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Some of the most intense and deeply felt sacred music of 16th century England wasn’t sung in the cathedral, but in domestic worship in private homes. The ascendency of the English Reformation proved dangerous and, at times, fatal for religious dissenters. Catholics and high church Anglicans were forced into private worship at home and the music heard on Tune thy musicke to thy Hart, the new album by Stile Antico and Fretwork, focuses on this “secular” (non-church) religious music by Thomas Tomkins, Thomas Campion, William Byrd, Thomas Tallis, Orlando Gibbons and others.
This is sparer music than would have been heard in the cathedral, more direct in expression with simpler melodic lines. In some cases popular styles, like the madrigal and lute song, also find their way into the mix, and a number of the works appear in both sacred and secular sources. That’s not to say that any of this music is necessarily “easy” or simplistic. John Browne’s gorgeous carol Jesu, mercy, has a communicative immediacy that’s powerful, but Browne also paints words, shifts key and shuffles the deck in a way that’s anything but simple. The madrigal anthem “O praise the Lord” by Tomkins is a showcase of 12-part polyphony loaded with antiphonal effects that certainly convinces us the musical literacy of “ordinary people” was pretty high in the 16th century.
Wednesday, February 22, 2012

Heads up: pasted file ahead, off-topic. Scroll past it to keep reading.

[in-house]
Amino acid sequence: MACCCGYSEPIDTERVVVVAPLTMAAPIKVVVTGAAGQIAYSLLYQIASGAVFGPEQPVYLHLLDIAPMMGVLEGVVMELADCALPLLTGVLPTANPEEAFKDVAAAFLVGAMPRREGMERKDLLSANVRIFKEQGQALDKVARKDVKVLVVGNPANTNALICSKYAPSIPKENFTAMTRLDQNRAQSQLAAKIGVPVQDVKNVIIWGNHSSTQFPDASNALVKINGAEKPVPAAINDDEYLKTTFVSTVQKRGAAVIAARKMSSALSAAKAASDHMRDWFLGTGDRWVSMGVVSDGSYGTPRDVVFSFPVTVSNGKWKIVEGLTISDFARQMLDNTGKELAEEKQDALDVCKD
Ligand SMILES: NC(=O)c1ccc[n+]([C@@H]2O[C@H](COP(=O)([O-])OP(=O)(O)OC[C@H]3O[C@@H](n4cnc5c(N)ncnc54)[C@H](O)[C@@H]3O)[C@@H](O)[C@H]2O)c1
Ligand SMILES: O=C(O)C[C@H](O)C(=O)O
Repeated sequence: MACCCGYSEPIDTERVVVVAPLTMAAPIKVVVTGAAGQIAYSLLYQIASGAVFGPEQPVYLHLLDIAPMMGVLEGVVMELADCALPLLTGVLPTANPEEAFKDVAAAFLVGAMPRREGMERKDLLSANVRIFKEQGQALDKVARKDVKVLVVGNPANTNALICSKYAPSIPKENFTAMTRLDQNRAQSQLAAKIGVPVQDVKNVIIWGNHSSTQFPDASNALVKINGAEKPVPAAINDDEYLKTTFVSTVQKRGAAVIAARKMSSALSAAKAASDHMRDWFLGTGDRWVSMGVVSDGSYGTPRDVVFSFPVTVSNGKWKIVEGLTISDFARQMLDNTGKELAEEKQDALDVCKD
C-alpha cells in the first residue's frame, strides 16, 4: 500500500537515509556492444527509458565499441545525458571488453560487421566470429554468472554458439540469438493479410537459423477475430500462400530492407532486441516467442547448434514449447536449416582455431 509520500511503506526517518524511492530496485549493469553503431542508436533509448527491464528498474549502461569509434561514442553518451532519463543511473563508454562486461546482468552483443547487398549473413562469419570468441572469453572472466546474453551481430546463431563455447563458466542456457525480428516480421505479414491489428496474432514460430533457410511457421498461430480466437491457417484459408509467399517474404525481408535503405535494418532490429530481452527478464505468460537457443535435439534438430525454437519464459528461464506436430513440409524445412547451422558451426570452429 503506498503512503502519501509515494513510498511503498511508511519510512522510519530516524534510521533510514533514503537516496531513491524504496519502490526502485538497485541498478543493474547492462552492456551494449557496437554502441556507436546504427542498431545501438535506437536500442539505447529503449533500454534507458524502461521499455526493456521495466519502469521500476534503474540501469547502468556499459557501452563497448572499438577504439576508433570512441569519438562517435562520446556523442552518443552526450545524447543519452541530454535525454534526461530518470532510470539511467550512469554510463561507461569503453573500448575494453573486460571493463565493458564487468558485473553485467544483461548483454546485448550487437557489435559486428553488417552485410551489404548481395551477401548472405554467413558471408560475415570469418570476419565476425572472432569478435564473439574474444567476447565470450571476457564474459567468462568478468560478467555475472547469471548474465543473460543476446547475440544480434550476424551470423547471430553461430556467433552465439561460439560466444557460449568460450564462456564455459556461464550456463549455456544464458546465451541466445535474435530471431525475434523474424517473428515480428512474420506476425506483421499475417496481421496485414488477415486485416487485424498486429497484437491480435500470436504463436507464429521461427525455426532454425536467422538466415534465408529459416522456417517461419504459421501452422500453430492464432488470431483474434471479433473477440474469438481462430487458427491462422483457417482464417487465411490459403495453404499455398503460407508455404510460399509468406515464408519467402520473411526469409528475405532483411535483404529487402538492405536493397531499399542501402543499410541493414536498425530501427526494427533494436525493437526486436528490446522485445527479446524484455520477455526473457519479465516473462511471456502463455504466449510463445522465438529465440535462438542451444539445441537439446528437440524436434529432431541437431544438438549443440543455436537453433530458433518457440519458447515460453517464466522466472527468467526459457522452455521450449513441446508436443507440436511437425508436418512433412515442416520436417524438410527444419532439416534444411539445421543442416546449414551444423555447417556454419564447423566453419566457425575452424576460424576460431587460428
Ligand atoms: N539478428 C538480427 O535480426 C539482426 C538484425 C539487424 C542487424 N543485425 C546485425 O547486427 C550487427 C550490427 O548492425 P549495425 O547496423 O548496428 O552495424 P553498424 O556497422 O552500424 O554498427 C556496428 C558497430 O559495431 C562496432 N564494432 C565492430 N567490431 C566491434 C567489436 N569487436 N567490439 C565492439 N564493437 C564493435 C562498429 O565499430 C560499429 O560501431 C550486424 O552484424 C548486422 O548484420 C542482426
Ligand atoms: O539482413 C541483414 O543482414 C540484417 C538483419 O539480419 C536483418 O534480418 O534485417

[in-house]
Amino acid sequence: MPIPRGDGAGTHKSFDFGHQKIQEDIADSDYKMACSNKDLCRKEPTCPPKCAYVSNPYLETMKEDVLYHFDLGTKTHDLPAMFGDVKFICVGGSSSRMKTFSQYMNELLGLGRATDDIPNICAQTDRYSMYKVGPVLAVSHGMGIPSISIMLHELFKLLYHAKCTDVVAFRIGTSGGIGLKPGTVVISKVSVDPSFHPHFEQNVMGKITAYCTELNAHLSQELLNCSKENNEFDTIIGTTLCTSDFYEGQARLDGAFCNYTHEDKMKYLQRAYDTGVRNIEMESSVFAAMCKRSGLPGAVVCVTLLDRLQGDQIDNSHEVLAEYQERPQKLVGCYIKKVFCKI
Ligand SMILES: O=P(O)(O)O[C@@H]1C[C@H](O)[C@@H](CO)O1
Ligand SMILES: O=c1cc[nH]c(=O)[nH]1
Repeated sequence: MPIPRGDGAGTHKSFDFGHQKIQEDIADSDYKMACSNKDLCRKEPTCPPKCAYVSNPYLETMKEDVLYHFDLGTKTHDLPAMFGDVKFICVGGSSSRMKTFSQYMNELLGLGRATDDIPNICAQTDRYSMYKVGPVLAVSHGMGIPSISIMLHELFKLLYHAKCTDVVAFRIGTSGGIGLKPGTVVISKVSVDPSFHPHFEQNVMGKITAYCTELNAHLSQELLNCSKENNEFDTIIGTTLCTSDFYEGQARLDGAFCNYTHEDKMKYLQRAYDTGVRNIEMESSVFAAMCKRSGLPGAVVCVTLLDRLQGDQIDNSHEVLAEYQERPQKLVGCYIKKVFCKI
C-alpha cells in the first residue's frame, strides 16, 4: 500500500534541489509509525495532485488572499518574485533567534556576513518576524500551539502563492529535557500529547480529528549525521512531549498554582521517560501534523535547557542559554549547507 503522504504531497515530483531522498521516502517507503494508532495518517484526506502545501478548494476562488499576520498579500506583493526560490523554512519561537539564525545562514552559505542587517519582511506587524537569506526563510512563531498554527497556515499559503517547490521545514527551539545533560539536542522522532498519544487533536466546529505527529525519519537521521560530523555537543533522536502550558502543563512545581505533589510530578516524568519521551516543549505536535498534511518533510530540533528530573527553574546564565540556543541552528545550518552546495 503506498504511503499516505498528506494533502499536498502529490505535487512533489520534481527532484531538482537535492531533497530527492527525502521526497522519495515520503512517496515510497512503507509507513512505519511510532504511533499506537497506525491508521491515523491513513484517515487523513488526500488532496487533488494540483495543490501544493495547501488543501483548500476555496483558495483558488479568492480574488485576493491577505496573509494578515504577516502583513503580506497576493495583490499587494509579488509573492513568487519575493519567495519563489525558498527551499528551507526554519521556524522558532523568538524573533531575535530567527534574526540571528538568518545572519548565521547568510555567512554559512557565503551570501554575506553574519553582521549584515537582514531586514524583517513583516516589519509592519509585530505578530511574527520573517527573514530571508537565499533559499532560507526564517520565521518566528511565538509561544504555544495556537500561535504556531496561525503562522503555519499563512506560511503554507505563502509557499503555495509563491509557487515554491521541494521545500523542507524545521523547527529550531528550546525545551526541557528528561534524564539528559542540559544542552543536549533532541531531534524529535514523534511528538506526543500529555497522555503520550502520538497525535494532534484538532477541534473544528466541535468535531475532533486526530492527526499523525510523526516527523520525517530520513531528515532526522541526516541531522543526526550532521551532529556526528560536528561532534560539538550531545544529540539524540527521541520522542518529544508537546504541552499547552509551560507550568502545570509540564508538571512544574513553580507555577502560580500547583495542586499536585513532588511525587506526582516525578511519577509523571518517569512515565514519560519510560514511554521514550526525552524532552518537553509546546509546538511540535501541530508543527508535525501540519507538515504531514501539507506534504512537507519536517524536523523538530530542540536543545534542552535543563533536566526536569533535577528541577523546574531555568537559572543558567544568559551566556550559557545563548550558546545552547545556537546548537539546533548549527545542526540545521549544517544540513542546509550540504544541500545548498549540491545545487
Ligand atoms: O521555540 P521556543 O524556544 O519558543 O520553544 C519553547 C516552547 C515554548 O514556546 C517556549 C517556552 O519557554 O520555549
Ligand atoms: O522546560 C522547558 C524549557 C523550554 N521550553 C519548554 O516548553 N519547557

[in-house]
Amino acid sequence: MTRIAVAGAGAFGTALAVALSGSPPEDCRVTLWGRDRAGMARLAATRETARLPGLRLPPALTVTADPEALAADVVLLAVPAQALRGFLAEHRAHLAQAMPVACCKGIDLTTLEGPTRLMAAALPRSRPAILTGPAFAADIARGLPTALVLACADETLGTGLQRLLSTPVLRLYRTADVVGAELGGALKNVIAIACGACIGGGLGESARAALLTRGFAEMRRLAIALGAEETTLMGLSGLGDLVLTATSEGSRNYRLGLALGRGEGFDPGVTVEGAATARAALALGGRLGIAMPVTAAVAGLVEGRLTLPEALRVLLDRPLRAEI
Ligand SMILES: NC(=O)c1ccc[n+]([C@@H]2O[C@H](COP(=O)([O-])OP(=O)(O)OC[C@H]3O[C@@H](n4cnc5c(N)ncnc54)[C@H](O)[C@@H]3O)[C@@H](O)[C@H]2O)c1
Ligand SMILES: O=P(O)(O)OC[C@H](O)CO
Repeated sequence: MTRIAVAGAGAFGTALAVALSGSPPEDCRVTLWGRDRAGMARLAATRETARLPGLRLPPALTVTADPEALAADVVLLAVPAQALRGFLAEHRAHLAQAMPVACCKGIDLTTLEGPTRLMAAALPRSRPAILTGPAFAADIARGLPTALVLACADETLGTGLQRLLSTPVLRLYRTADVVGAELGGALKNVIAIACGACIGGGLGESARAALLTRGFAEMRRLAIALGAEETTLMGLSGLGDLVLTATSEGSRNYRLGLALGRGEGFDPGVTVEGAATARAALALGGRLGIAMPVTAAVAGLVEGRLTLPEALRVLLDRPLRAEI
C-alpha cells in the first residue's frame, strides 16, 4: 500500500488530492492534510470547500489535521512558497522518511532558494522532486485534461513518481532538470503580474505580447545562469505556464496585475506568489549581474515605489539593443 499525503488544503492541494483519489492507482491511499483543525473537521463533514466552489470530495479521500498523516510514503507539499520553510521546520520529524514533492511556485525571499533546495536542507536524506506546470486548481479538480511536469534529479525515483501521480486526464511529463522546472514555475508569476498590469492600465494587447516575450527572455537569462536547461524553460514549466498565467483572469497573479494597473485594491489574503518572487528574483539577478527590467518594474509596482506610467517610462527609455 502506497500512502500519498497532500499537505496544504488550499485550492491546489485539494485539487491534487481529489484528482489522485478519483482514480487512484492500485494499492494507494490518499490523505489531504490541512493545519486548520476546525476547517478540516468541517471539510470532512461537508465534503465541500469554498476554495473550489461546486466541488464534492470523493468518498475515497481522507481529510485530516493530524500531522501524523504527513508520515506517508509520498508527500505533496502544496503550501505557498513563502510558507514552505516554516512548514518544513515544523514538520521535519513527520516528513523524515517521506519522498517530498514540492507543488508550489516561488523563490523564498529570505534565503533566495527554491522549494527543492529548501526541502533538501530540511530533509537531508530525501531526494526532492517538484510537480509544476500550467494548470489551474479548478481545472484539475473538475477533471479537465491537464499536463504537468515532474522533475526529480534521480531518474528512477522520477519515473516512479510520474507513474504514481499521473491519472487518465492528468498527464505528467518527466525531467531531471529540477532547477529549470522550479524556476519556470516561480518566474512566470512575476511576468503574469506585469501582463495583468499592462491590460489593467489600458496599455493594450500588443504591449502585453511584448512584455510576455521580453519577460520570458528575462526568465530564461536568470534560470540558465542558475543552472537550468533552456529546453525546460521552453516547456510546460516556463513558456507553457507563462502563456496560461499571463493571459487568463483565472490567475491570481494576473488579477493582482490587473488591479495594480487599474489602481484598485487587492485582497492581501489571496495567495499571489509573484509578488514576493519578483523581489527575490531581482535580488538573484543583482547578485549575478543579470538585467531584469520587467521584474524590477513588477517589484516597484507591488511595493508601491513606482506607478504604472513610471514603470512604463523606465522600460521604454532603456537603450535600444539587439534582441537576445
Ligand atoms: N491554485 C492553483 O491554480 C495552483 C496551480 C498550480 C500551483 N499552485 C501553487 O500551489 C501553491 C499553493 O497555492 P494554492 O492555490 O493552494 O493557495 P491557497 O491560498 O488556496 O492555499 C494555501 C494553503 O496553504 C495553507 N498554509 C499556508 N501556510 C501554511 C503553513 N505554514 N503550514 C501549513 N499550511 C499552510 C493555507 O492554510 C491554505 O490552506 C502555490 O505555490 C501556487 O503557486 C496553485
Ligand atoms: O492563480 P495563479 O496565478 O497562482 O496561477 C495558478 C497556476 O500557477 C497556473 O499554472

Friday, February 10, 2012
Tuesday is Valentine's Day so expect to be swamped with music celebrating affairs of the heart. There will be the usual blocks of love music on the radio and your music-loving friends will plaster your Facebook wall with Spotify playlists loaded with their favorite lovesongs. But on February 14 and 16 the New York Festival of Song (NYFOS) will present a balanced view of affaires du coeur with their popular "A Modern Person's Guide to Hooking Up and Breaking Up" program. What better way to spend Valentine's Day than with a program of "songs of voyeurism, S&M, self-gratification -- and good old-fashioned heart-to-heart love."
Wednesday, February 1, 2012
The Canadian Brass has been on the scene for over forty years and the formula for their success hasn’t changed much. You can always count on them to program a couple of barn-burning showpieces, a few Baroque tunes, a smattering of chestnuts and a ragtime or jazz rave-up. Canadian Brass Takes Flight proves that nearly a half-century of a good thing can continue to be a good thing.
Canadian Brass Takes Flight is what Daniel Guss calls in his effusive liner notes, “a kind of state of the union address by the group.” A cynic might say that means the overlying concept behind the dozen and a half selections is to serve as a showcase for what this talented quintet can do. If you think of Canadian Brass Takes Flight as a brilliantly played and smartly packaged greatest hits album you will not be disappointed.